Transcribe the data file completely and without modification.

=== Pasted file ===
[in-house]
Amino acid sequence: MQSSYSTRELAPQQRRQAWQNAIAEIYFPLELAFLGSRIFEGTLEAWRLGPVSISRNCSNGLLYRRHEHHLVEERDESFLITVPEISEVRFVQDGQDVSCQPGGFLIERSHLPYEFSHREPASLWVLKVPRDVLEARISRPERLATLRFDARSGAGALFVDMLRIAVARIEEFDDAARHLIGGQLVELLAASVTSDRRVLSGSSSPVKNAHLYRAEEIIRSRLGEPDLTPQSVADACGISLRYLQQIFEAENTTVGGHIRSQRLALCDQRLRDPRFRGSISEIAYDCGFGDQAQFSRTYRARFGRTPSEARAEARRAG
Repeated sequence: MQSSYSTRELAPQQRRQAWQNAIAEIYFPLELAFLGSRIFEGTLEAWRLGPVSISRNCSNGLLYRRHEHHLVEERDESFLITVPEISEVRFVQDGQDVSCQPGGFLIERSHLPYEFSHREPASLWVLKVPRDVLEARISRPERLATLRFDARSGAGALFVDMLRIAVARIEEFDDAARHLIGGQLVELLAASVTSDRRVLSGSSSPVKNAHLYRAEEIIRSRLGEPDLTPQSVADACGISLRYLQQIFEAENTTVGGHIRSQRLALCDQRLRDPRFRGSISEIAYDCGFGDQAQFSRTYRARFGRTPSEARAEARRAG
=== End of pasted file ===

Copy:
[in-house]
Amino acid sequence: MQSSYSTRELAPQQRRQAWQNAIAEIYFPLELAFLGSRIFEGTLEAWRLGPVSISRNCSNGLLYRRHEHHLVEERDESFLITVPEISEVRFVQDGQDVSCQPGGFLIERSHLPYEFSHREPASLWVLKVPRDVLEARISRPERLATLRFDARSGAGALFVDMLRIAVARIEEFDDAARHLIGGQLVELLAASVTSDRRVLSGSSSPVKNAHLYRAEEIIRSRLGEPDLTPQSVADACGISLRYLQQIFEAENTTVGGHIRSQRLALCDQRLRDPRFRGSISEIAYDCGFGDQAQFSRTYRARFGRTPSEARAEARRAG
Repeated sequence: MQSSYSTRELAPQQRRQAWQNAIAEIYFPLELAFLGSRIFEGTLEAWRLGPVSISRNCSNGLLYRRHEHHLVEERDESFLITVPEISEVRFVQDGQDVSCQPGGFLIERSHLPYEFSHREPASLWVLKVPRDVLEARISRPERLATLRFDARSGAGALFVDMLRIAVARIEEFDDAARHLIGGQLVELLAASVTSDRRVLSGSSSPVKNAHLYRAEEIIRSRLGEPDLTPQSVADACGISLRYLQQIFEAENTTVGGHIRSQRLALCDQRLRDPRFRGSISEIAYDCGFGDQAQFSRTYRARFGRTPSEARAEARRAG